Margaret Stearns Olmsted Ogden (1874-1952)

By Lisa Hendrickson, Independent Historian

This biographical sketch was first published on the Online Biographical Dictionary of the Woman Suffrage Movement in the United States and appears here by permission. That database is accessible at

Margaret “Madge” Stearns Olmsted was born on April 15, 1874 to Mary Athalia Stearns and William Nisbet Olmsted. She grew up in Elizabeth, NJ and was one of 3 children. Margaret was from a family of railroad superintendants and merchants in the China Trade with deep New England and Pennsylvania roots. She attended the Vail Deane School for girls, but did not attend college afterward. Her brother Edward Olmsted was a military hero and married Clementine Ladley Davidson (1878-1953) who was a fellow suffragist (she has her own biography). Her sister Katherine Nisbet Olmsted Price (1877-1969) was also active in the suffragist movement. Esther Gracie Ogden, Margaret’s sister-in-law was the most prominent suffragist of the family (she has her own biography).

On November 16, 1904 Margaret married Archibald Gracie Ogden in a lavish ceremony held in New York City. Mr. Ogden was a descendant from one of the original founders of Elizabeth in the 1660s. Teddy Roosevelt, a cousin by marriage, sent a large bouquet of roses from the White House conservancy. Archibald Gracie was a cashier at Brown Brother’s Investment Bank and Margaret was a stay at home mother and socialite. They had five children: Athalia Ogden Barker, Margaret Ogden, Archibald Gracie Ogden Jr., Esther Gracie Ogden Henneman, and Dayton Ogden.

Margaret was involved in many charitable organizations including: fundraising for the American Red Cross during the 1st World War and the Elizabeth Town and Country Club. In addition, she was on the Board of the Vail Deane School for girls. She loved theater and costumes and had a quick wit according to family members. As the family genealogist, she kept a large collection of family letters, books, and pictures. Among the family heirlooms are a collection of suffragist newspaper clippings and memorabilia (primarily centered on her daughter Esther Gracie). She also wrote a genealogical memoir for her descendants near the end of her life. While there is not much specifically written on her actual involvement in the suffragist movement, she was supportive financially and emotionally to family members who were directly involved.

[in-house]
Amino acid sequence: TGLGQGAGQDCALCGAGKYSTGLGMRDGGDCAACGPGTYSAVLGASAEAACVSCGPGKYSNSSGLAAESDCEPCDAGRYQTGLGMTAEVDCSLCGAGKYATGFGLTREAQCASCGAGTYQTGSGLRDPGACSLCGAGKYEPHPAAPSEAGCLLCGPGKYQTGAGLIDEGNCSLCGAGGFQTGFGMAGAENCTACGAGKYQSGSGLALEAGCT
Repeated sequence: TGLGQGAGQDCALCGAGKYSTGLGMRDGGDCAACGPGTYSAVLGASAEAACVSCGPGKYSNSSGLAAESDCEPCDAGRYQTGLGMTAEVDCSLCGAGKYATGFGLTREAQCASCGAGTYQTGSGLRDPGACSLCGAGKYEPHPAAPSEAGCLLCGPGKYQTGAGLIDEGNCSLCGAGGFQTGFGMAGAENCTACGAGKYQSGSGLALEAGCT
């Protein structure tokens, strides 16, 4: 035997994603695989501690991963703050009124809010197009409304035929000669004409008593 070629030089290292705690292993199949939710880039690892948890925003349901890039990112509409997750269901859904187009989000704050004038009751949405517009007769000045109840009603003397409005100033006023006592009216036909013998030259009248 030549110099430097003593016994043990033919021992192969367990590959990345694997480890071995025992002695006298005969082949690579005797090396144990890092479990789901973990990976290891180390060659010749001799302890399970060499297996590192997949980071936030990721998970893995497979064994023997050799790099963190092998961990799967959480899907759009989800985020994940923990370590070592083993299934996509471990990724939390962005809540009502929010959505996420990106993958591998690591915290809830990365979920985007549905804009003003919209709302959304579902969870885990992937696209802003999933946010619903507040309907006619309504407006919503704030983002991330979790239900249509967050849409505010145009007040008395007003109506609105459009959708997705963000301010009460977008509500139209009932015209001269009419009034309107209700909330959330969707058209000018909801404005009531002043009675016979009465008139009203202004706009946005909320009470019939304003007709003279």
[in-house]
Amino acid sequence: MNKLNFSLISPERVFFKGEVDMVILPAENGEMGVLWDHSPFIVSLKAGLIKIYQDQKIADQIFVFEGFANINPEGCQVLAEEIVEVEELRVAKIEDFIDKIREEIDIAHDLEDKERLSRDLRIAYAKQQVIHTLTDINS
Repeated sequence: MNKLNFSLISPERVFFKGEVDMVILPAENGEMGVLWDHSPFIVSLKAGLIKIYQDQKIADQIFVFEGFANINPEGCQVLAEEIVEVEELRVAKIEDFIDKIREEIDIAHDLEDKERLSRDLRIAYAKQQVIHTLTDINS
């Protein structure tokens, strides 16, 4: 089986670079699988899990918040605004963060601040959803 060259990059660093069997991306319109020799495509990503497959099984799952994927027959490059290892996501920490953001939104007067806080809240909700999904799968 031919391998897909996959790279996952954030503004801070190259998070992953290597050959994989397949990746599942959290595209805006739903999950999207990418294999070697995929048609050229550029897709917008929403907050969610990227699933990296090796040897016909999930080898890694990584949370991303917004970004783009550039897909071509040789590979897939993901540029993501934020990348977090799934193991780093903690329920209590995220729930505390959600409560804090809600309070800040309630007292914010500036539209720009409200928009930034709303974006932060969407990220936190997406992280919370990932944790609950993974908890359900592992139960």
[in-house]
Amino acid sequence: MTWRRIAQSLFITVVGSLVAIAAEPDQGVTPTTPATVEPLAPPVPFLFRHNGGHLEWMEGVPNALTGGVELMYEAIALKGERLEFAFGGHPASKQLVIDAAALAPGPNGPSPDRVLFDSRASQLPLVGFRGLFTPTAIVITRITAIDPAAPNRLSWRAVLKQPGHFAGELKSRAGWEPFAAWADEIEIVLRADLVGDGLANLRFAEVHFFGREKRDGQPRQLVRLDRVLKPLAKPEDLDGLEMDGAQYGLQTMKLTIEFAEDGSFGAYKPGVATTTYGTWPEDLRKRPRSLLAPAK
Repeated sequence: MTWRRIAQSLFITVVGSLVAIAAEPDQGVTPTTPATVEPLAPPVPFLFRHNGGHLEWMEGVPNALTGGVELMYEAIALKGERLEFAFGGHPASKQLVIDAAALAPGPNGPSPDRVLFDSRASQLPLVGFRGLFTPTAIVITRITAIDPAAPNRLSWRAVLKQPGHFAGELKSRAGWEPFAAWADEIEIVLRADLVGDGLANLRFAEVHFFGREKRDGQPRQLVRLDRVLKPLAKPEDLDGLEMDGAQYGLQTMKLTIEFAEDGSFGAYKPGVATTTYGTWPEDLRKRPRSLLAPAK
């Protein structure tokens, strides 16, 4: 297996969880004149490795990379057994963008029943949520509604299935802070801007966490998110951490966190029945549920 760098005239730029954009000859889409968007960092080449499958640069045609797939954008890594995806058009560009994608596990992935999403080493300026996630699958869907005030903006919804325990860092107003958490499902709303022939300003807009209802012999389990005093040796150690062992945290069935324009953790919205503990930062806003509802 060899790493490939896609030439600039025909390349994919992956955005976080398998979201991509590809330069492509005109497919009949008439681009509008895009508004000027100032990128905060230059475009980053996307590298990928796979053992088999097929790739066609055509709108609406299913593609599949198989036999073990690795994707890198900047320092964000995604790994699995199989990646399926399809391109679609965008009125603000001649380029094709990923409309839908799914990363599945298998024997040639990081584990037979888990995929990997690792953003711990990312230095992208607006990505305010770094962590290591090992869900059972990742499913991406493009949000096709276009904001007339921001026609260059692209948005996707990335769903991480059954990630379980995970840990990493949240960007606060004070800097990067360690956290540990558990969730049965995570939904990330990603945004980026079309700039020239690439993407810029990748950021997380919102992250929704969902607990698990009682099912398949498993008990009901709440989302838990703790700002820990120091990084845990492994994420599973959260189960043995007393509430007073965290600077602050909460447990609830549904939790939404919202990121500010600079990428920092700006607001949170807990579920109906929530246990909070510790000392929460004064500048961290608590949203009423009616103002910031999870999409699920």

Not everyone in the Olmsted family was for the suffragist cause. Uncle Johnny Owen Stearns, a confirmed bachelor was anti-suffrage. At Christmas dinner in 1913, “Madge” composed a poem to give to Johnny as a gift. The verse reads, “To Uncle Johnny- “Votes for Women” is the cry which often now we hear/ And yet the Antis tell us that the home is woman’s sphere/ No wonder that poor Johnny’s head is often in a whirl/ How can he share the sentiments of each and every girl?/ But when it comes to fooling the public and the fair/ Not Cook nor P.T. Barnum can with Our John compare./ He doesn’t like society, Oh no, indeed not he/ Any yet “among those present” his name we often see./ But when it comes to suffrage a paradox we view/ Although he is an Uncle, he is an Anti too!/ Now if he is no suffragist there need not be much strife/ for John you know has given votes to Women all his life.”

Her husband Archibald died in 1931 and Margaret followed him on June 1, 1952. She is buried at Evergreen Cemetery in Hillside, NJ.


Genealogy of the Olmsted Family in America by George Kemp Ward

The Ogden Family in America, Elizabethtown Branch, and Their English Ancestry: John Ogden, the Pilgrim, and His Descendants, 1640-1906; Their History, Biography and Genealogy. Oct 14, 2017 by William Ogden Wheeler blog by Timothy Abbott (a family member)

New York Times: A Day’s Weddings; Ogden-Olmsted– November 17, 1904 page 9

Photograph credit: Timothy Abbott’s personal photo of his great grandmother Margaret Stearns Olmsted Ogden